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Pension Death Benefit Changes – April 2011

Information from Her Majesty’s Revenue and Customs (HMRC) signals that there will be a number of significant changes in the pension death benefit rules from April 2011.

The main changes after April 2011, concern three aspects:

1) what pension benefits can be passed on at death

2) what the tax charges may be

3) what the implications are for Inheritance Tax liability

The last major revisions to the HMRC Pension Death Benefit rules were made in April 2006.

For deaths after 5th April 2011, pension lump sum benefits will be allowed at any age. If these benefits are paid to dependants from ‘crystallised rights’ (relevant existing pensions being paid to the individual, which can be an aggregate of several pensions) a tax charge of 55% will be made – an increase from the present 35%. A tax exemption may be allowed if this lump sum death benefit is made to a charity.

From 6th April 2011, the risk of Inheritance Tax charges on pension rights is lessened. Previously any changes to pension rights by an individual, prior to death, such as deferring taking retirement benefits (depriving an estate by an ’omission to act’) or reducing pension income, could be perceived by HMRC as an attempt to benefit others after their death.

Where HMRC perceives that an individual had deferred taking their retirement benefits or had reduced their pension income for retirement planning reasons, HMRC will not pursue a claim, particularly if the benefit is paid to a widow(er), civil partner or financial dependant.

On death, if before age 75, after 5th April 2011, any lump sum benefit will still be tax free if paid from ‘uncrystallised rights’ – funds held in respect of the member under a money purchase arrangement that have not as yet been used to provide that member with a benefit under the scheme and so have not crystallised.

Lump sum death benefits paid to charities from ‘crystallised rights’ will not be subject to the 55% tax charge. After 5th April 2011 the option to pay non-annuitised pension benefits tax free to charities, has been extended to include deaths before age 75, subject to a number of criteria, including that the deceased member or dependant has nominated a recipient charity. It will be no longer possible for a scheme administrator to nominate a recipient charity.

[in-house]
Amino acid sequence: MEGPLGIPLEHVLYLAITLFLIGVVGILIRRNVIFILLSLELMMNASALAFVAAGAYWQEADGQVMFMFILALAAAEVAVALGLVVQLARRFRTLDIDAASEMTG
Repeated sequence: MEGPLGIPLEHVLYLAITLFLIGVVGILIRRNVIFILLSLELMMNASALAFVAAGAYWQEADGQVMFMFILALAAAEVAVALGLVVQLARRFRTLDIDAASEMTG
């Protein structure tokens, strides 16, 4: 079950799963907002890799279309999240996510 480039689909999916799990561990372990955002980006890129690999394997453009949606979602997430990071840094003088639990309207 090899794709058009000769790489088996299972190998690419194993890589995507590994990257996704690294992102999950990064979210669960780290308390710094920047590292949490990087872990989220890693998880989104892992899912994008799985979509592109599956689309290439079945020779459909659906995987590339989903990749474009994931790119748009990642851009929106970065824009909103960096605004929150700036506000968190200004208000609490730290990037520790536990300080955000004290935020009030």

Planning ahead

Throughout every stage of your life, finding the right balance of investments can be a challenge. When stock markets are volatile, investor sentiment is fragile and economic growth is weak, it can seem even more of a conundrum, particularly if you are near retirement. Achieving the right balance of investments is crucial if you want to enjoy a comfortable old age.

Britons are living longer, and it is now not unreasonable to expect 30 – or even 40 – years of retirement. State pensionable age is likely to continue its rise, forced higher by the massive budget deficit and increased lifespans in the UK. It is wise to start planning early – you shouldn’t wait until you are near retirement before considering your circumstances, so take stock of your situation well in advance.

In order to do this you need ask yourself some questions; When do you want to retire? How much do you need to ensure a comfortable lifestyle? What are your liabilities?  What have you saved so far? Consider all your assets that might be able to generate future income for you, in order to determine the maximum income you might be able to achieve.

As you approach retirement, your attitude to risk is likely to change, and effective asset allocation becomes even more important. Higher-risk asset classes, such as equities, tend to perform well over the long term; however, as you near retirement, your portfolio will have less scope to recover from a stock-market decline. Therefore, as you grow older, it makes sense for your portfolio’s asset allocation to evolve with you and you might want to consolidate your gains and shift into assets with a lower risk profile.

A reduced risk profile is likely to lead to a portfolio that focuses less on volatile assets, such as equities, and more on lower-risk asset classes such as bonds and cash. One simple rule of thumb relates to an investor’s age: if you are 25, 25% of your portfolio should be in bonds and cash; if you are 40, 40% of your portfolio should be in bonds and cash. On this basis, by the time you reach the age of 65, your portfolio should have a maximum of 35% invested in higher-risk investments such as equities.  At Concept Financial Planning we use risk and time adjusted portfolios which balance the risk reward trade off.